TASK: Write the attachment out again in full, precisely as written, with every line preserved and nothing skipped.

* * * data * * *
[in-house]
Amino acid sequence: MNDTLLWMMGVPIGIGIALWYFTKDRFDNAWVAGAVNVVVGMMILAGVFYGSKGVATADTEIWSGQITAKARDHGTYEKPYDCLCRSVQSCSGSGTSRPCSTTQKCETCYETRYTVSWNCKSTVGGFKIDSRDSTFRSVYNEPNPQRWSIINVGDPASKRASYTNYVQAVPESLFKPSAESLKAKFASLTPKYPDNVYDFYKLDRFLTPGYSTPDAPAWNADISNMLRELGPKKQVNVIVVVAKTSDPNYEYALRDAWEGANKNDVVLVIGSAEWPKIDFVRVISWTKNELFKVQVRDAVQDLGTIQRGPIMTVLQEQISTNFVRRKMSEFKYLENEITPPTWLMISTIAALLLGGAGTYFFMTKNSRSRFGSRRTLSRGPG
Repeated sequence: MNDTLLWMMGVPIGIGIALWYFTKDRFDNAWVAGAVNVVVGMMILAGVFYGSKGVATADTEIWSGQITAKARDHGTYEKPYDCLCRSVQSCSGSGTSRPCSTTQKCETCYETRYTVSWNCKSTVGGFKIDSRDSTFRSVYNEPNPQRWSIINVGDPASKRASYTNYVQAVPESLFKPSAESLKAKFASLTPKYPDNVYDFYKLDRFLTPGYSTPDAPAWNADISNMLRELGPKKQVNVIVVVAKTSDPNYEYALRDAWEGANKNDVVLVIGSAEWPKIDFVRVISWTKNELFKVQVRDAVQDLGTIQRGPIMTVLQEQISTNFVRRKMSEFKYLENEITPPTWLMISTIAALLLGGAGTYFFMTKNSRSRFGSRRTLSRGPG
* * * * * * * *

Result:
[in-house]
Amino acid sequence: MNDTLLWMMGVPIGIGIALWYFTKDRFDNAWVAGAVNVVVGMMILAGVFYGSKGVATADTEIWSGQITAKARDHGTYEKPYDCLCRSVQSCSGSGTSRPCSTTQKCETCYETRYTVSWNCKSTVGGFKIDSRDSTFRSVYNEPNPQRWSIINVGDPASKRASYTNYVQAVPESLFKPSAESLKAKFASLTPKYPDNVYDFYKLDRFLTPGYSTPDAPAWNADISNMLRELGPKKQVNVIVVVAKTSDPNYEYALRDAWEGANKNDVVLVIGSAEWPKIDFVRVISWTKNELFKVQVRDAVQDLGTIQRGPIMTVLQEQISTNFVRRKMSEFKYLENEITPPTWLMISTIAALLLGGAGTYFFMTKNSRSRFGSRRTLSRGPG
Repeated sequence: MNDTLLWMMGVPIGIGIALWYFTKDRFDNAWVAGAVNVVVGMMILAGVFYGSKGVATADTEIWSGQITAKARDHGTYEKPYDCLCRSVQSCSGSGTSRPCSTTQKCETCYETRYTVSWNCKSTVGGFKIDSRDSTFRSVYNEPNPQRWSIINVGDPASKRASYTNYVQAVPESLFKPSAESLKAKFASLTPKYPDNVYDFYKLDRFLTPGYSTPDAPAWNADISNMLRELGPKKQVNVIVVVAKTSDPNYEYALRDAWEGANKNDVVLVIGSAEWPKIDFVRVISWTKNELFKVQVRDAVQDLGTIQRGPIMTVLQEQISTNFVRRKMSEFKYLENEITPPTWLMISTIAALLLGGAGTYFFMTKNSRSRFGSRRTLSRGPG